An Insight into Manuscript Editing Processes: An Interview with Leonie Pipe (Part 2)

copy-of-leoniepipe-414In the second part of our interview, we continue our conversation with Leonie and discuss the various precautions that need to be taken while editing manuscripts, especially those of ESL authors, and the challenges she faces while editing manuscripts that are poorly written. Leonie also sheds some light on the differences between copy editing and substantive editing and shares some of the common mistakes made by ESL authors along with important tips to help them improve their manuscripts.


What are you most careful about while editing a manuscript?

I ensure that the English is correct; that my changes have preserved the author’s intended meaning (although slip-ups can easily occur, especially if I am tired or if the author’s writing is ambiguous); that an unusual word or phrase is indeed unusual and a terminology that is not commonly used in the author’s specialist field (e.g., “NP-hard problems” or “[something] almost-surely,” which are commonly used in mathematics).


Could you give us an example of a manuscript that challenged your skills as an editor?

One of the most challenging manuscripts I have completed was a thesis, nearly 20,000 words of barely comprehensible, poorly written material, which required extensive editing to make the manuscripts of publishable quality. After working on it for two days, I had to keep taking short breaks because I simply could not focus on it. I sometimes enjoy a challenging edit, but such poorly written material (of which I’ve had a few, but never as lengthy as this) is a bit too challenging. In the sections on microscopy, I had to search for relevant information because the original was too incomprehensible. Nonetheless, I persevered and completed the editing of the manuscript. The author accepted the changes because no negative feedback was received.


How do you edit a paper that is not from your core subject area?

I enjoy editing papers outside of my “comfort zone” so to speak as such papers usually include specific terminology which I am unfamiliar with. Mostly, if these terms are consistently used, I check them online to ensure that they have been used correctly by the author. One lesson I have gained through experience is “the author is the expert, not me”. A generalist cannot, by definition, be an expert in all areas.

I also rely on my experiences for this purpose. For example, I was recently asked to edit a philosophy paper. I have never edited a philosophy paper, but I have supervised exams in philosophy (including an amanuensis), so was mindful of the way in which philosophers construct their papers, which is very different from science. I was nervous about the edit and also invited the author’s feedback, but in the end he was happy with the changes made.


How has your experience been with manuscripts written by non-native English speakers?

Almost all of my editing experience has been with non-native English speakers. The one manuscript that I edited from a native English speaker required just over half the time I spend on non-native English manuscripts. I have not noticed any standout trends between authors of different languages, but Chinese authors seem to use shorter sentences than Japanese authors. Turkish, Russian, and German authors, on the other hand, seem to use longer, more convoluted sentences than we normally use in English. I believe that many non-native English authors are trying to emulate the papers they read in English, which are not always the best examples. I myself have read many poorly written papers by native English writers and by “poorly written,” I mean lengthy, flabby prose full of redundant words.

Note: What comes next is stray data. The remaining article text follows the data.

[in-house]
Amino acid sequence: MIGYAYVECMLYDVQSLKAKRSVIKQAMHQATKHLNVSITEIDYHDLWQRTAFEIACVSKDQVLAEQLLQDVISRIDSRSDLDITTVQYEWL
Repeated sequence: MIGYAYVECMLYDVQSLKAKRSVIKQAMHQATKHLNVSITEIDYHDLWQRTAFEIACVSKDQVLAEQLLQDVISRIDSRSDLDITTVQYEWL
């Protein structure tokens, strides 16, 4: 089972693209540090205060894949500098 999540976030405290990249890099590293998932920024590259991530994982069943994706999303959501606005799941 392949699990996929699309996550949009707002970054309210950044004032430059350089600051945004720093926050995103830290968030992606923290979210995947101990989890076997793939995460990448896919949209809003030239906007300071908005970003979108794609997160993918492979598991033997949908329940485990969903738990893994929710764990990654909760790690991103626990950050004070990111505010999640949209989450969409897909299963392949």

In your experience, what mistakes do non-native English speakers usually make? Do you have any general and/or specific tips for authors?

Non-native English speakers tend to make their sentences longer than necessary. They are often scared of the active voice. For example, rather than stating “We can conclude that…” they will say “It can be concluded that…” They frequently include two or three ideas in one sentence. Sometimes they will state, e.g., “A study has found that taking Vitamin C supplements reduces the risks of colds and influenza” when “Smith et al. (2013) found that taking Vitamin C supplements reduces the risks of colds and influenza” or “Taking Vitamin C supplements reduces the risks of colds and influenza [13]”, is more appropriate. Non-native English speakers also frequently use “data” in the singular sense. They also tend to insert a degree symbol (°) by superscripting an “o” (o; always highly visible to the trained eye, but not to the amateur).


How would you define substantive editing, and differentiate it from copyediting?

Substantive editing is more intensive than copyediting. In both instances, I edit the document for clarity and brevity, and go through it with a second pass. With substantive editing, more changes are likely to be made and there may be rearrangement of text, shortening of the manuscript, and/or more extensive advice given. For example, depending on the amount of time and effort required, I might suggest that in a copyedit authors should move the text to the figure caption or remove text that is duplicated in the figure caption; however, in a substantive edit, I would make these changes for the author.


This concludes our interview series with Leonie Zandra Pipe . It was a great experience talking to her and  we thank her for her time.


(This interview is a part of our interview series of connecting scholarly publishing experts and researchers.)


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